Getting students to jump on the e-train

One of the advantages of switching from general trade publishing to SMT is that I get to see a whole new side of the publishing world. One of the areas that has caught my specific interest is students. This is, I feel, one of the more interesting groups for publishers to target: they are young, tech savvy, not rich yet and very engaged online.

So I expected students to be a huge market for scientific and academic publishers. But to my surprise, according to market research firm Student Monitor, only 11% of all students buy e-textbooks. Here are The 10 most important reasons:

  1. Availability: not all books they need are available and students typically take an all-or-nothing approach, which means they like to buy everything at once and at the same time;
  2. Cost: e-textbooks prices are still relatively high and combined with the starting cost of buying a device it’s still rather pricy;
  3. Ownership: they can’t lend or sell e-books to others.
  4.  Ease of use: note taking is still not advanced enough for most students;
  5. Storage: most devices, especially at the low end of the market, offer a fairly limited storage and e-textbooks are usually rather heavy: few books on a device;
  6. Competition: there are better online alternatives for getting information.
  7.  Awareness: most of today’s students grew up with print and are not used to digital;
  8.  Experience: studying from screen is different than from paper;
  9.  Findability: It’s still hard to find a lot of e-books (metadata)
  10. Expectations: in general, students expect more usability and social integration.

Some of these look familiar: availability, cost, ownership - general drivers of e-book adoption we've seen pop up in research over the last few years.

The other reasons, though, point towards some specific issues that the big SMT publishers face. The most poignant conclusion one can draw from this study is, I feel, how e-book publishers have as yet failed to connect to what students really expect from them. Clearly, there are huge issues regarding usability which must be looked at properly when we want to drive e-book adoption beyond the early adopter stage.

Academic publishers have been rushing to get their print books converted into digital texts, but it may be a case, for once, of too much too soon. Just presenting a digital version of a textbook or reference book is clearly not what users expect.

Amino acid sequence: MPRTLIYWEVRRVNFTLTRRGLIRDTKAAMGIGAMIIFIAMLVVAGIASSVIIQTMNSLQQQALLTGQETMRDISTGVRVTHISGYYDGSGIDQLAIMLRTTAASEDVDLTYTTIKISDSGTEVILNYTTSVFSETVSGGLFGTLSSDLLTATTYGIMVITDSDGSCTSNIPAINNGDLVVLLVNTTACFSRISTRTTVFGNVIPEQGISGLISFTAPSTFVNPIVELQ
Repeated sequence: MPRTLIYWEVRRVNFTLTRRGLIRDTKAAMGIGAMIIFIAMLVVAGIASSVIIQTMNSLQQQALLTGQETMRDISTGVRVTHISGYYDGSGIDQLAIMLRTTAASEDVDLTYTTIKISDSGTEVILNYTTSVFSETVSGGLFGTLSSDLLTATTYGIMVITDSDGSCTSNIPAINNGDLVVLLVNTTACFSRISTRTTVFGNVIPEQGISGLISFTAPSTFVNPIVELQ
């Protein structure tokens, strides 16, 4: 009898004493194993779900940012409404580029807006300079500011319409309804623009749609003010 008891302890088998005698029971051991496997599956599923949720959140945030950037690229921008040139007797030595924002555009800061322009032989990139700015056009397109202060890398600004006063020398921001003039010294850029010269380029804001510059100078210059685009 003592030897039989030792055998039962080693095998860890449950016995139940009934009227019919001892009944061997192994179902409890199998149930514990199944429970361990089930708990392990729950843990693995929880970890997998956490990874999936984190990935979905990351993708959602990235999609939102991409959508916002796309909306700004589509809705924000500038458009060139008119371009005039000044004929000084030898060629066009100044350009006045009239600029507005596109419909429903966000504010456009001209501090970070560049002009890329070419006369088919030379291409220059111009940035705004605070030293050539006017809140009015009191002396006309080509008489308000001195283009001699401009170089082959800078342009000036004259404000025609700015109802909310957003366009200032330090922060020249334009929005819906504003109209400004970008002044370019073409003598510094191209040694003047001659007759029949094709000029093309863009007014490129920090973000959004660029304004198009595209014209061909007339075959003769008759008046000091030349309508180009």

SMT publishers must innovate the product beyond just e-books. We need to give students a better alternative to paper, not just a digital version of a print book. Because studying is one of those reading activities that is surrounded by a social context: note taking and sharing, discussing, accessing information at any time and place, social media.

 More so, even, than a novel would – a novel is read, not used, and any (social) media integration is a plus, but not a necessity.

Besides, a textbook is a need to have item, which makes it a whole different product than a novel. So competition for digital products will logically revolve about services around the text itself – around the experience of studying digitally not reading digitally.

This is, of course, easier said than done and getting the digital books out there is a necessary learning curve for any publisher. But it is good – in this industry as in any other – to stress that the experience of the individual user must be the focus of digital innovation, in an industry that is used mostly to deal on an institutional level.

Big challenges lie ahead – but we wouldn’t wish it any other way…



Untapped potential

I got my Kindle while studying for my English Literature MA, and it was really useful, but also slightly frustrating because there's so much untapped potential for academically orientated ebook functionality. Although you can do a lot, current ereaders aren't really up to scratch for study purposes, and I don't know of any tablet apps (Android or iOS) that really tick all the boxes in terms of integrating the experience of reading with that of studying and writing academically.

For example, an ebook reader designed for academic study would ideally double up as a citation manager. You'd be able to use differently formatted highlights for quotes, categorise citations, and export to a word processor with automatically formatted footnotes or endnotes. Easy integration with Endnote and Zotero would be a real bonus.

At the moment, citations are a bit of a pain. Academic conventions on citing ebooks are still developing, and although the Kindle can now provide page numbers for a corresponding paper edition, not all books have it.

A dedicated ebook reader for academics should also be able to connect easily to online journals. While studying for my MA, I sent loads of scholarly articles to my Kindle, which was very handy, and better than printing reams of articles, but still a bit clunky.

Ebook and physical book bundling would really make sense with textbooks. We're not yet at the point where electronic only makes sense for most people. But being able to search textbooks electronically and to carry them all around on one device is really handy.

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